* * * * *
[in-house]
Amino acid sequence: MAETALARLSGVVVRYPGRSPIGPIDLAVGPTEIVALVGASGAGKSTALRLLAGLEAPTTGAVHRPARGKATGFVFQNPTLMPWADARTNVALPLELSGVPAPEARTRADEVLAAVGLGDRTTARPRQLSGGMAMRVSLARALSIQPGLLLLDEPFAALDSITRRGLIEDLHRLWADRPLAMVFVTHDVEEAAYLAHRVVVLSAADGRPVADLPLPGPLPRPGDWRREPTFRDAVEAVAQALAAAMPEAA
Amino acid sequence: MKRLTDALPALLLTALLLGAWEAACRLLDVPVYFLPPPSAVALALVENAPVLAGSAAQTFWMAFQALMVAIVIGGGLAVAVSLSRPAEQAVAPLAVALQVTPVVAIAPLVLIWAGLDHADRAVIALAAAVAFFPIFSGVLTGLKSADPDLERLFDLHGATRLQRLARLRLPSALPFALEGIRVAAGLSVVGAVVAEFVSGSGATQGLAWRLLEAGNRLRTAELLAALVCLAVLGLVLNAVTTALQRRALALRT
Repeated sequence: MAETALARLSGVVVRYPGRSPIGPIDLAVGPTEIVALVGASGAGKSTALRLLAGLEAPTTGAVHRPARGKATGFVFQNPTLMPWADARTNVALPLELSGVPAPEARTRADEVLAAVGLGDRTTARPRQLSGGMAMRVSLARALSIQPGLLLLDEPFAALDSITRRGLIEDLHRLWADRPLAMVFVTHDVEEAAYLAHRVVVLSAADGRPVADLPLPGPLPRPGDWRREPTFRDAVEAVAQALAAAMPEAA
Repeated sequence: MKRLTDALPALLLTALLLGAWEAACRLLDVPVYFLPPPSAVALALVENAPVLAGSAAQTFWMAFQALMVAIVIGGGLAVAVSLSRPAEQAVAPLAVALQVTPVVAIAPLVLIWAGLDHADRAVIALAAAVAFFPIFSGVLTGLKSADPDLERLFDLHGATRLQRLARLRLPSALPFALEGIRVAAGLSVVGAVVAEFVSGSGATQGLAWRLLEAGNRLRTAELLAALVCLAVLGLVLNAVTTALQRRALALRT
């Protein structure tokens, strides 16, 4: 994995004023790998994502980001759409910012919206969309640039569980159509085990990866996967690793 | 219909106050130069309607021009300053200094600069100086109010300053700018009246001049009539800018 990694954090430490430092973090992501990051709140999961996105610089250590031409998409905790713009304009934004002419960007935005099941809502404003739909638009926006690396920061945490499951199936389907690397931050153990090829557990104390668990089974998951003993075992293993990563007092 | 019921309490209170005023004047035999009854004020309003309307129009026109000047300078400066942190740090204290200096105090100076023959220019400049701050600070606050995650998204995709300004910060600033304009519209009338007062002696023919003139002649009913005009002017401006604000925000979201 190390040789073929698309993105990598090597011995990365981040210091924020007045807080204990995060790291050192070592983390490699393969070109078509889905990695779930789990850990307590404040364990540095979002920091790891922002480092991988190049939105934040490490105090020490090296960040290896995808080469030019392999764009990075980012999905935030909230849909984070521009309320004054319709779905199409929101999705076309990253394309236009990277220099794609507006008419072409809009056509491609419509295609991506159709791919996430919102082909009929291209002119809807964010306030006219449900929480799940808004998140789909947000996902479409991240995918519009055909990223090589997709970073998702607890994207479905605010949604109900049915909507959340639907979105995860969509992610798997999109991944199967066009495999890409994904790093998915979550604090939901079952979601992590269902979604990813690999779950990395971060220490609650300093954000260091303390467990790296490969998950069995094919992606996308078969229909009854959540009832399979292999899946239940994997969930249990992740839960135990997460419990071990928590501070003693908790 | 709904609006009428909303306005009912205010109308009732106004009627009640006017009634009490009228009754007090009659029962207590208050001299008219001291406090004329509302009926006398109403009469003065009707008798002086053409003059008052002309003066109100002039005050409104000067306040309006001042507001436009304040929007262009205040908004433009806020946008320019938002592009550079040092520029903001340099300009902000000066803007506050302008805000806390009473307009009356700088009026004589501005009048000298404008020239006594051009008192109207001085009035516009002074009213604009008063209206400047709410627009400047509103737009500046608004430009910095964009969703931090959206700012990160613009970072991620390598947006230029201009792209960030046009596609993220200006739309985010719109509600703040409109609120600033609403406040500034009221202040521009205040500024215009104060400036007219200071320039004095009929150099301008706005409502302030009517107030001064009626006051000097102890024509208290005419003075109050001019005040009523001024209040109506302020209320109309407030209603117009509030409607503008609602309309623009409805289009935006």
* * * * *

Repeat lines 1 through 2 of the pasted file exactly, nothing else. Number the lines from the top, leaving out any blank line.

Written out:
[in-house]
Amino acid sequence: MAETALARLSGVVVRYPGRSPIGPIDLAVGPTEIVALVGASGAGKSTALRLLAGLEAPTTGAVHRPARGKATGFVFQNPTLMPWADARTNVALPLELSGVPAPEARTRADEVLAAVGLGDRTTARPRQLSGGMAMRVSLARALSIQPGLLLLDEPFAALDSITRRGLIEDLHRLWADRPLAMVFVTHDVEEAAYLAHRVVVLSAADGRPVADLPLPGPLPRPGDWRREPTFRDAVEAVAQALAAAMPEAA